Valve Job - A Learning Experience

Discussion in 'Trumpet Discussion' started by lipnutz, Feb 20, 2014.

  1. stumac

    stumac Fortissimo User

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    A valve job usually means refitting the existing worn valves, the casings are honed round and straight, the valves electroplated with nickel or if very worn copper to build them up and then nickel and lapped to the cylinders.

    Some companies in the past could supply a set of oversize valves as replacements that only required lapping, Selmer France had at one stage an identification code on their valves so a replacement could be ordered. Replacement or a sleeve for a cylinder would be practically impossible.

    I have never had a valve job done on any of my trumpets, I have several that a purist would consider need one, the one with the worst wear is a 1950's Besson 10-10 but still plays well. In my opinion valve alignment is more important than a bit of wear in the valves. The air pressure in the horn after the mouthpiece throat is very low.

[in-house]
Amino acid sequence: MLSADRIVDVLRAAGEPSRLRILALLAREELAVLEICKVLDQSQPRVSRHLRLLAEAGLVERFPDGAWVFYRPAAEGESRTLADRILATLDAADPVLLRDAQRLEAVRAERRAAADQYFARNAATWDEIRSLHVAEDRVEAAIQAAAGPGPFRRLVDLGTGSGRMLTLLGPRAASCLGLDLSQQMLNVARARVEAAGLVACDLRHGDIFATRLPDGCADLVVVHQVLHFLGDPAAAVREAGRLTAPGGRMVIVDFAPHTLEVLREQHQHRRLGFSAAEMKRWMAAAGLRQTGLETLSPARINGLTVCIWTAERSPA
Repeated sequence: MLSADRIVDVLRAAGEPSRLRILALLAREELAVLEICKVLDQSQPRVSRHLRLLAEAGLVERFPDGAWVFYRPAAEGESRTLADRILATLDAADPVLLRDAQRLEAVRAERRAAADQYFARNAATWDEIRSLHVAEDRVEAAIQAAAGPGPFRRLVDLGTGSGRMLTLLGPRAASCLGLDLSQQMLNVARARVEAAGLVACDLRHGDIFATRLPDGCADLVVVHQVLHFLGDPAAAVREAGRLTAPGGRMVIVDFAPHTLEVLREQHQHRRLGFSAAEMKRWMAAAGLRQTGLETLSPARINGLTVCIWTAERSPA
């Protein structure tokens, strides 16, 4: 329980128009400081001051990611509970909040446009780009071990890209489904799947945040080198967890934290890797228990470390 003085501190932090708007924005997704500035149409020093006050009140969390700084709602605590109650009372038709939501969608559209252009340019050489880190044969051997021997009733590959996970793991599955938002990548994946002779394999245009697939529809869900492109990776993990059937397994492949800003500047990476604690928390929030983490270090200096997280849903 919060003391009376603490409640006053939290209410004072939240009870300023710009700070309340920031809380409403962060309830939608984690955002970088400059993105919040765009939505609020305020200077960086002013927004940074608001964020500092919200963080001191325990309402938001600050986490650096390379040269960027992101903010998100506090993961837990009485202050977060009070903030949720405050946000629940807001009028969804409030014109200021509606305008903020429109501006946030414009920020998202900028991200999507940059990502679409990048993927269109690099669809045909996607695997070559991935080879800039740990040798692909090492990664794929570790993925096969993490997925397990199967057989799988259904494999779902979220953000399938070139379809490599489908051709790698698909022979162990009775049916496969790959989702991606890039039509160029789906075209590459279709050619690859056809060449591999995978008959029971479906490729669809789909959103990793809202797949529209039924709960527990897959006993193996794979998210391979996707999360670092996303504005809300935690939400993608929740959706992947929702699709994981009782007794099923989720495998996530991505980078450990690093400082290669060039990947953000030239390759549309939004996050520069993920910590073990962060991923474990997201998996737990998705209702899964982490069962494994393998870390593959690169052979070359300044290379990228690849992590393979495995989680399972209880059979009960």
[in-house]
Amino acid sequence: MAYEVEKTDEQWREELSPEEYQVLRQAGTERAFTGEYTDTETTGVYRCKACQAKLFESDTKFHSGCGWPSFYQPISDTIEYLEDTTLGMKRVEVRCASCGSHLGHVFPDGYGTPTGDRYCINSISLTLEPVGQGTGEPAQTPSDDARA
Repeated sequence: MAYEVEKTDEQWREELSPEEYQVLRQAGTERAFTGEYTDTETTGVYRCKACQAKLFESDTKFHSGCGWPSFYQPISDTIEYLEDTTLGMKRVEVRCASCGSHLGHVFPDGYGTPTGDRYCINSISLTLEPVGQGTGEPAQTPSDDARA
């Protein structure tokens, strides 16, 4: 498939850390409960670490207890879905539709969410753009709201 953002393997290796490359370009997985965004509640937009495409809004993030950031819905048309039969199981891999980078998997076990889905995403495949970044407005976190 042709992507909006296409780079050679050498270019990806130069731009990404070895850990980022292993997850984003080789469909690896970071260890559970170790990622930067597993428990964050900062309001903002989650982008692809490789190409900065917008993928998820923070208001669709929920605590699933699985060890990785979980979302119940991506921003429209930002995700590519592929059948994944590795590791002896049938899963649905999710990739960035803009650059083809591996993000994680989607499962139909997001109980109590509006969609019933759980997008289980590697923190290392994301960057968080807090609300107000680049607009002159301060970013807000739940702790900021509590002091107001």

Regards, Stuart.
     
  2. LaTrompeta

    LaTrompeta Forte User

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    I wonder if the nickel plating changes the playing characteristics of the horn, compared to the original monel. Of course, I am sure that the new air-tight seal made by plated valves probably makes a larger difference.
     
  3. rowuk

    rowuk Moderator Staff Member

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    Everything makes a difference. There are reasons why monel is chosen by major manufacturers...
     
  4. LaTrompeta

    LaTrompeta Forte User

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    Yep, I figured as much. I'm not convinced that a valve job will restore a trumpet to its "former glory." I believe it improves the horn, but it will make it a new beast altogether.
     

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